VAR once more proved to be an annoying subplot in a World Cup match. This time it was inconsistency. Tunisia were awarded a penalty for grappling in the box, but in denying England at least two obvious calls, the use of the system was once again thrown under the spotlight.

England was excellent in the first half, but Raheem Sterling and Jesse Lingard were far too wasteful in front of goal. What’s more, Dele Alli’s injury clearly hampered him. After being the most devastating player on the pitch early on, in staying on the field, England looked light of a player.

Harry Kane came to England’s rescue, but Kieran Trippier was the standout performer. His constant attacking movements and willingness to get in to good crossing positions tormented Tunisia. His accurate deliveries and precision dead balls caused havoc and played a huge part in the winning goal.

Final score: England 2-1 Tunisia.
MOTM: Kieran Trippier.



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13 Responses to England 2-1 Tunisia: beating the system switch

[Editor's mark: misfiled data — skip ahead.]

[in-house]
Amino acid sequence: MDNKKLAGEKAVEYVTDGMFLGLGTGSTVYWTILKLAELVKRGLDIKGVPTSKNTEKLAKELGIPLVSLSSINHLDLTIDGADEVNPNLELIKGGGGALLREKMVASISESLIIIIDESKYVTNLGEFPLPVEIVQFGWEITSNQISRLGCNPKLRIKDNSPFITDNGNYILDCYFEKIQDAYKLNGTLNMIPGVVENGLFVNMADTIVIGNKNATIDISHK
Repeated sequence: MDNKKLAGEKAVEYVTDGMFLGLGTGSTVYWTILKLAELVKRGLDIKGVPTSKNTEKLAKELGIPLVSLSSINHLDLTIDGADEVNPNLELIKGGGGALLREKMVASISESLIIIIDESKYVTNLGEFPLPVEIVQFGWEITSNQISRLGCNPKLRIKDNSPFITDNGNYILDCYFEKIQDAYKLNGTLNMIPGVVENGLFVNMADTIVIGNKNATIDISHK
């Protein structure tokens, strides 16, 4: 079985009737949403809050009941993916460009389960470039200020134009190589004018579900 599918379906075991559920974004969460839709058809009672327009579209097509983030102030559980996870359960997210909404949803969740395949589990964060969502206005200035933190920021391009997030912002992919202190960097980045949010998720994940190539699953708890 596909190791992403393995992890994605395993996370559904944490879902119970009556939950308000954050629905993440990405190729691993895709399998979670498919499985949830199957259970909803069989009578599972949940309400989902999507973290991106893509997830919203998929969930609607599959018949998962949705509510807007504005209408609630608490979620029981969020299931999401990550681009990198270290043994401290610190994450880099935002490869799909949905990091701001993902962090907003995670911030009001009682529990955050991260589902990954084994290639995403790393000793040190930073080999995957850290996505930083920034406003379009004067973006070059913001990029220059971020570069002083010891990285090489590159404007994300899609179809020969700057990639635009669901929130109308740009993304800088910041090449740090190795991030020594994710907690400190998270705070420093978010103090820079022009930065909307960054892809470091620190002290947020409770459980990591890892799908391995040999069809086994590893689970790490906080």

1. Daudi 19th June 2018 at 4:03 pm #

    nice to see you again Mark. I had mixed feeling for this game, given that am African I was obviously supporting Tunisia, but my world cup teams are England and Belgium so I just conditioned myself to enjoy the game whichever way it went.

    England seemed to struggle in the second half though, Kane to me was mostly absent except for when it mattered, not that am complaining… there were also some glaring misses from the kinds of Rashford, Lingard, bet they are working on finishing in the next practices.

    No wonder Ali wasn’t effective second half, hope he recovers soon, really want him to do well.

    Also have to mention Trippier too, did really well, I was really not into some of his crossing though some were proving problematic for the Tunisia defence,, maybe its because I just like fast, pacy corners, crosses and freekicks. but not taking anything away from him, he did well.